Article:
Posts tagged Extramarital Affairs.

A good reason to swear off gossiping at work.

Don't be a daredevil!

Not every obnoxious workplace behavior is unlawful harassment. To violate federal law, the harassment has to be unwelcome, based on a "protected category" (for example, sex or race), and "severe or pervasive."

But most employers aren't satisfied with banning only "illegal" behavior, and rightfully not. The law does a fairly good job of keeping us from each ...

On January 31, the Office of Federal Contract Compliance Programs announced that the voluntary self-identification form for individuals with disabilities has been renewed through 2020. The renewed form remains the same with the exception of the new expiration date of January 31, 2020. Federal contractors should begin to use the renewed form or update their electronic versions ...

A panel of the U.S. Court of Appeals for the Eighth Circuit ruled this week that obesity is not a "disability" within the meaning of the Americans with Disabilities Act -- even as amended in 2009 -- unless the condition was caused by some underlying physiological disorder.

Biggie Size.flickrCC.SarahRoseCohen

In addition, if the individual develops a medical condition because of the obesity (such as diabetes or ...

If your employee isn't a professional driver but spends a lot of time on the road, how "essential" a job function is driving for ADA purposes? Is driving "essential" at all?

Man Driving.flickrCC.MatthewWJackson
"Seriously? I spend 40 hours a week in my car, and you say driving may not be 'essential' to my job?"

In what I consider to be a very significant result under the Americans with Disabilities Act, a three-judge panel ...

http://polldaddy.com/poll/9273052/

The best answer is "In all likelihood." A minor tear that can be repaired may not be a disability (it depends), but a severe injury, or one that is inoperable with residual limitations, probably is.

http://polldaddy.com/poll/9273130/

The best answer, again, is "Maybe yes, and maybe no." The big point here is that you can't count on being able ...

Grrrrrr.

This blog is non-partisan, but . . .

Bill Clinton 1996.flickrCC.Cliff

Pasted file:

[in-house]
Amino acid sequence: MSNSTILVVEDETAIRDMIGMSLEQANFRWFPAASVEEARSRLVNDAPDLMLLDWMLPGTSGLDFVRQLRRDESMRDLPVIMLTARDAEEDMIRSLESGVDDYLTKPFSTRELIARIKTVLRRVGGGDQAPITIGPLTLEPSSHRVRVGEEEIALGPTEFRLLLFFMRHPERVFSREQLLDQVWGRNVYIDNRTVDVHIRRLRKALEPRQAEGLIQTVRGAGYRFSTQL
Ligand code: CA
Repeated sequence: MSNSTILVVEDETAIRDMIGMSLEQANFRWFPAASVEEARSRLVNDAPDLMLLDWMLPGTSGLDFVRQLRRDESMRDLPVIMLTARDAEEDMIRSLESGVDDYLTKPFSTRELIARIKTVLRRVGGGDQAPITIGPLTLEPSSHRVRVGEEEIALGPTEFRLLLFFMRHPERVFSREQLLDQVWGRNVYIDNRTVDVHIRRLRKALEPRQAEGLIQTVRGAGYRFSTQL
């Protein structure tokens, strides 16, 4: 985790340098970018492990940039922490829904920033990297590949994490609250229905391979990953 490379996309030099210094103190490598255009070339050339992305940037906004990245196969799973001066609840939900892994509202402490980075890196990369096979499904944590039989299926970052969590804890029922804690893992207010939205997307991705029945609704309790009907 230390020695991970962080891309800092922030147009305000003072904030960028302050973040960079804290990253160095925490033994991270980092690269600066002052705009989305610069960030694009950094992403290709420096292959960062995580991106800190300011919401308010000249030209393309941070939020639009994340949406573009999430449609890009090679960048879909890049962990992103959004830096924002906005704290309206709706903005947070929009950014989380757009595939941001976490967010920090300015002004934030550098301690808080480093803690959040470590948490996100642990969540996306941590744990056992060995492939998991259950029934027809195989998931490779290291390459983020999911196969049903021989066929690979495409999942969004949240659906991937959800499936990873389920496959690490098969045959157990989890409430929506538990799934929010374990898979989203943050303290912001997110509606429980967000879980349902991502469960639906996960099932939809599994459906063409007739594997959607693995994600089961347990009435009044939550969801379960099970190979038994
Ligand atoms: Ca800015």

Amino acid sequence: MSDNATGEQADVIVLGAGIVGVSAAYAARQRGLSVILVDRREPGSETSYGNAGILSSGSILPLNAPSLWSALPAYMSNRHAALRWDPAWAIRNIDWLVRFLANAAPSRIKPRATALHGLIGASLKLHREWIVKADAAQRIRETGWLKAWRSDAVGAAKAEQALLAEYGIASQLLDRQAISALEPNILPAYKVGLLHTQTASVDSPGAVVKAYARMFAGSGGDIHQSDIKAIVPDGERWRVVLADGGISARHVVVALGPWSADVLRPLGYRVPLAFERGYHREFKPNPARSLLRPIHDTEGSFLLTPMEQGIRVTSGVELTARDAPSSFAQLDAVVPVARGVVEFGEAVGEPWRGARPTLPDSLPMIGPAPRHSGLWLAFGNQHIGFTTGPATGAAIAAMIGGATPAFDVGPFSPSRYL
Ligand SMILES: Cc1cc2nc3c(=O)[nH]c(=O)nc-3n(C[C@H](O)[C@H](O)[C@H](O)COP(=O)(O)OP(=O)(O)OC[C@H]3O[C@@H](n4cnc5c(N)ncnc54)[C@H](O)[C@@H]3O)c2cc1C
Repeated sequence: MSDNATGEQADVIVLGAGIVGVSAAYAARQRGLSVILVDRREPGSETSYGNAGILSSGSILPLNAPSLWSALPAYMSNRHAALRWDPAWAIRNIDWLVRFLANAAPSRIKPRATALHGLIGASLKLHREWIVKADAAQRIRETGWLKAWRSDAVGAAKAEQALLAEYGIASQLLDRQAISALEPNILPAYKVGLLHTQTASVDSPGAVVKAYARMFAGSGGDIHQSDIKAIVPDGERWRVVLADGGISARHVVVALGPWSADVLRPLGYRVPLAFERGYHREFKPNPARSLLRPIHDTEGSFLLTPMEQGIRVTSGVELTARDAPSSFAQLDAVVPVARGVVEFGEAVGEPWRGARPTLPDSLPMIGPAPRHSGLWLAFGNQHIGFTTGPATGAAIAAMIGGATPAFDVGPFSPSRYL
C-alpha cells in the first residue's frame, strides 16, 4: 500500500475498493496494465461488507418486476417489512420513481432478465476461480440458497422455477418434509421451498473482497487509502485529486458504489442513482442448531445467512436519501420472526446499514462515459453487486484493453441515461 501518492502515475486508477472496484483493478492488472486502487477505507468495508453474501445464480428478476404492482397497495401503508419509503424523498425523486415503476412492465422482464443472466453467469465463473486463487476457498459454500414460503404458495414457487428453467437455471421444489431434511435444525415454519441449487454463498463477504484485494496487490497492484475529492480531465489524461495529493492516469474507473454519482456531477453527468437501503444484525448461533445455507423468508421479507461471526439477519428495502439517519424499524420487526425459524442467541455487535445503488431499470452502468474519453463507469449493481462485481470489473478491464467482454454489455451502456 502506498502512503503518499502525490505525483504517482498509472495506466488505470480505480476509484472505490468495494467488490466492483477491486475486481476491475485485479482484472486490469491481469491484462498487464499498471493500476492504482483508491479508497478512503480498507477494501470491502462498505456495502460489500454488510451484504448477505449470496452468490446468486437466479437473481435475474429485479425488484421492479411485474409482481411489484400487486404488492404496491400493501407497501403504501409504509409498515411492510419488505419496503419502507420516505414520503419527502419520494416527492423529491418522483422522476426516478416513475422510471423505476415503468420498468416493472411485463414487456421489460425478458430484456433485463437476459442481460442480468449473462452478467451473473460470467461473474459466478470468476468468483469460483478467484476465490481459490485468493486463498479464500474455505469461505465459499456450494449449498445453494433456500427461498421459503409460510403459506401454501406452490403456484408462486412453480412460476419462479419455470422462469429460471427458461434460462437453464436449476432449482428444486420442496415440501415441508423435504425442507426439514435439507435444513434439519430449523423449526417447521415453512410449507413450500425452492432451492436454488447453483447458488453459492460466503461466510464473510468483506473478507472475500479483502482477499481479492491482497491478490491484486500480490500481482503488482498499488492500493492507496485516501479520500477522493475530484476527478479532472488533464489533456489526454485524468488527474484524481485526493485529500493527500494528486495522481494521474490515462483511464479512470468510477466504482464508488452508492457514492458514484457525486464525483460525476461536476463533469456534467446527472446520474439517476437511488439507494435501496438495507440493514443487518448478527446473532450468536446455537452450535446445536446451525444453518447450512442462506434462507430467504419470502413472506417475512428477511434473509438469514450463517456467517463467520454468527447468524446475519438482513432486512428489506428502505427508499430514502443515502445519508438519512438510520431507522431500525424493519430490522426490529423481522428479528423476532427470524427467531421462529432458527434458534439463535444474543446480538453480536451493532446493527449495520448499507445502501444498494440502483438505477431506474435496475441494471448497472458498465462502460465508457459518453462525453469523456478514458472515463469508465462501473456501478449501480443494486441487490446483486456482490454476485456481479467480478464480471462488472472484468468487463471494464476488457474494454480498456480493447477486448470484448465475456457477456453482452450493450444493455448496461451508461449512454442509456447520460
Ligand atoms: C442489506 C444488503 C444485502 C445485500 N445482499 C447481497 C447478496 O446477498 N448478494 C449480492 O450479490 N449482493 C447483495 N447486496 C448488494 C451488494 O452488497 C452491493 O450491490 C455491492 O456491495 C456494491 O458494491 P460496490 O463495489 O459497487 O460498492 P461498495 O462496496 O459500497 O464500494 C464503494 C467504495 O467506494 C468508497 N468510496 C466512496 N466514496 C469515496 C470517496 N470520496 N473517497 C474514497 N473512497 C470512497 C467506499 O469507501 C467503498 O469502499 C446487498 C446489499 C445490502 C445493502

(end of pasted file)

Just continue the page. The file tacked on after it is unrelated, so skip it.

"OK. Maybe I did have sex with that woman, but I didn't harass her."

If you're following the 2016 presidential elections at all, you know that Hillary Clinton's political opponents are trying to attack her by making an issue of Bill's sexual misconduct. One of the things being said by some of Hillary's opponents is getting under my skin ...

Last week, I wrote about the two situations in which an employer should ask an applicant about a disability or a religious belief or practice that might require reasonable accommodation. (As I emphasized last week, 99 percent of the time, you should stay away from these topics in job interviews.) My post prompted one reader to ask some follow-up questions that I think are worthy of another ...

Everybody knows that an employer should never, ever, ever ask an applicant about religion or disability until after a conditional offer of employment has been made. And maybe not even then. Right?

Right?Hijab.Persian_Girl.jpg

Well, mostly right. But, as a couple of EEOC lawsuits show, there may be times when you have to make an exception to this rule. (Otherwise, it would be too easy for employers to stay out of ...

DISCLAIMER: Today's post has absolutely nothing to do with Veterans Day. But thank you, veterans!

Last week, I was pretty hard on Herman Cain and his response to allegations of sexual harassment. Since then, two women have come forward publicly, and all I can do is quote from my partner John Doyle:

*shrugs shoulders and sighs* "Well, you don't get your witnesses from Central Casting."

Robin Shea has 30 years' experience in employment litigation, including Title VII and the Age Discrimination in Employment Act, the Americans with Disabilities Act (including the Amendments Act). 
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